6 Favourite Online Irish Heritage Resources.

Here are just six of our favourite Irish Heritage resousources.

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6 Favourite Online Irish Heritage Resources.

Today we’re going to do some “heavy lifting” – but in a nice and useful way. One of the things we wanted when we started Your Irish Heritage was to go “beyond Genealogy”.

Let me explain. Sheila Cotter is one of our readers and I noticed from one of her questions. She is finding it difficult to find specific details on her Cotter relatives before they left Ireland:

“Mike, my relatives left Ireland in 1892. Is there a census before 1911? Where?”

Maybe you can hear her frustration in that sentence too?

It seems that many of the people who enjoy what we do are also excellent part-time detectives. Maybe you have all the records for all the Irish ancestors in your family? Or maybe, like Sheila,  you’ve hit a brick wall or two – joined an “ancestry site” or talked to a genealogist for some help.

But here at Your Irish Heritage we aim to look at the bigger picture – we aim beyond Genealogy. We look at the Tribes and surnames of Ireland – their homelands, customs and histories. We look at culture and heritage – the customs, ideas and language that have built up over many centuries.

And with this perspective you get a rich backdrop for the facts and lives of your individual ancestors.

So this week, I have put together a list of 6 internet resources that I use all the time to answer questions on A Letter from Ireland. Have a look at them – play with them – maybe you have used them already?

At the end of the post – I invite you to share any resources you have found useful in the past.

Ready to go?

Back to Sheila as we’ll take the example of the surname “Cotter” (Sheilas ancestors) to help us along the way.

1. Surname Database

You can find it at:

I find this database quite useful to give a quick insight into a name – especially when that name has both English and Irish origins. In this case, it tells us that while Cotter is an English name – it is also found in the Isle of Man AND County Cork:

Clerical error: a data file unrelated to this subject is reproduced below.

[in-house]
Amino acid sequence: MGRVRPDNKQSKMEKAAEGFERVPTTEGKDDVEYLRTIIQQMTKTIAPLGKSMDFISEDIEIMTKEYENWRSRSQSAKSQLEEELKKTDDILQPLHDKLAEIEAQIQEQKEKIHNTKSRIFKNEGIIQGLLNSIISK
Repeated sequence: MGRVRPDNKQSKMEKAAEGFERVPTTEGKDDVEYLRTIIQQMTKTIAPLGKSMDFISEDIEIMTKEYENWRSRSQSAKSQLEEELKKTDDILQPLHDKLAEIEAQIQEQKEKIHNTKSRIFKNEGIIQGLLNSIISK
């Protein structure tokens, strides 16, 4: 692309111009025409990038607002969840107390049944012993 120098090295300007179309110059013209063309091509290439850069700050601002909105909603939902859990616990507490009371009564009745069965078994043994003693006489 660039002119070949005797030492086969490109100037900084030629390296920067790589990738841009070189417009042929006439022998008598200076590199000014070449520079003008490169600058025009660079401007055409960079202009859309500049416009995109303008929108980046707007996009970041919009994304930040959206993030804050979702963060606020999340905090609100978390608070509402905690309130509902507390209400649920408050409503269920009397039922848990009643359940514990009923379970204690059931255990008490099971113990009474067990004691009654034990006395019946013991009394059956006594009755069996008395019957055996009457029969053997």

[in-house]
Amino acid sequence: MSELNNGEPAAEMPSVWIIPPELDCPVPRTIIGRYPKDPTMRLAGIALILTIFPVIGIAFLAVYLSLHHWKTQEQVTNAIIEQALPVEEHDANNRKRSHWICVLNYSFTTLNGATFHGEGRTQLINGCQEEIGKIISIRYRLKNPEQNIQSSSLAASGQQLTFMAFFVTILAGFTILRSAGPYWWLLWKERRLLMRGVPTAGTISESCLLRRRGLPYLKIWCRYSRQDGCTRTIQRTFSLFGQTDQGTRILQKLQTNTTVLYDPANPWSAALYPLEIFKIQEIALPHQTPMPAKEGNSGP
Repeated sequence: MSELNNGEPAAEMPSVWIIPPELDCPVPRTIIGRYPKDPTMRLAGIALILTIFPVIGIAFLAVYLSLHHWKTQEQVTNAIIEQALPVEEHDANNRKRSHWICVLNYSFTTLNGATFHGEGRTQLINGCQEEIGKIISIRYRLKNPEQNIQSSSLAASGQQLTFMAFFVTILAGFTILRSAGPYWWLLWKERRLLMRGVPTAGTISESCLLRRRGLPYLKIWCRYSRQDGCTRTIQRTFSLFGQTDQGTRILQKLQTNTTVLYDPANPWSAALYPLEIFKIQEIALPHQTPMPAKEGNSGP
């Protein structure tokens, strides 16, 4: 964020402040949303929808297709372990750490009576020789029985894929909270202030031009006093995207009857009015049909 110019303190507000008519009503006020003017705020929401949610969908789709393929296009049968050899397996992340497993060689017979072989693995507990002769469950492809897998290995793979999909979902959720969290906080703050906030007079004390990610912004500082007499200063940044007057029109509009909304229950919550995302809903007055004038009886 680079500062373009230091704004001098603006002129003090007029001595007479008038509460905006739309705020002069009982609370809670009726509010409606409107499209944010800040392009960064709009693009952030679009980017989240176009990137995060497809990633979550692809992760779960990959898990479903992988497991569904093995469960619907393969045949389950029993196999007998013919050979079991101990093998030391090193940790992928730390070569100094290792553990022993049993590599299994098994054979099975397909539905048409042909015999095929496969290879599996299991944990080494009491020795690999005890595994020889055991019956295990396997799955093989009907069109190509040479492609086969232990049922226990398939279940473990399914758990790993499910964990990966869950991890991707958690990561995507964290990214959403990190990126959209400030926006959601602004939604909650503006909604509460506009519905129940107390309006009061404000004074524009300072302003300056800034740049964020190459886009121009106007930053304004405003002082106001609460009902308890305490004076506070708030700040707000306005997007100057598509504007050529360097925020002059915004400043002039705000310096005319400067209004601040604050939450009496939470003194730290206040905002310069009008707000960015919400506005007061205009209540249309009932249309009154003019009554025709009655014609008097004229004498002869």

“Here it is an anglicization of the Gaelic “Mac Oitir”, Son of Oitir, a personal name from the Old Norse “Otti”, fear, or dread and “herr” army.”

Does this mean Cotter is a Viking name? Maybe it is – but it really tells us that when surnames were set in place, this group decided to take a name after a distinguished ancestor who had a Viking first name. In the 800s – 1200s there was quite a lot of intermarriage between the Gaels and the Vikings – specially close to the Viking towns of Dublin, Waterford, Wexford, Limerick – and in this case – Cork.

2. Irish Surnames and Counties at JohnGrenham Dot Com.

You can find it at:


This is like a “Companion piece” to number 1. If you go to this link and search for the name “Cotter” – it will show you the distribution of all the Cotters throughout the counties from the Primary Valuation property survey of 1847-64. In this case we see there were 450 Cotter households in County Cork at this time (Sheila’s Cotters were from Cork).

I use this page all the time when answering surname questions as a quick check on how the name has moved over the centuries – as most surnames start off in one or two particular areas.

3. Ireland History in Maps.

You can find it at:

Beware of this one! You may spend more time here than you meant!!!

This is a fascinating project – goving a lot of historical information in a way that is nice and visual.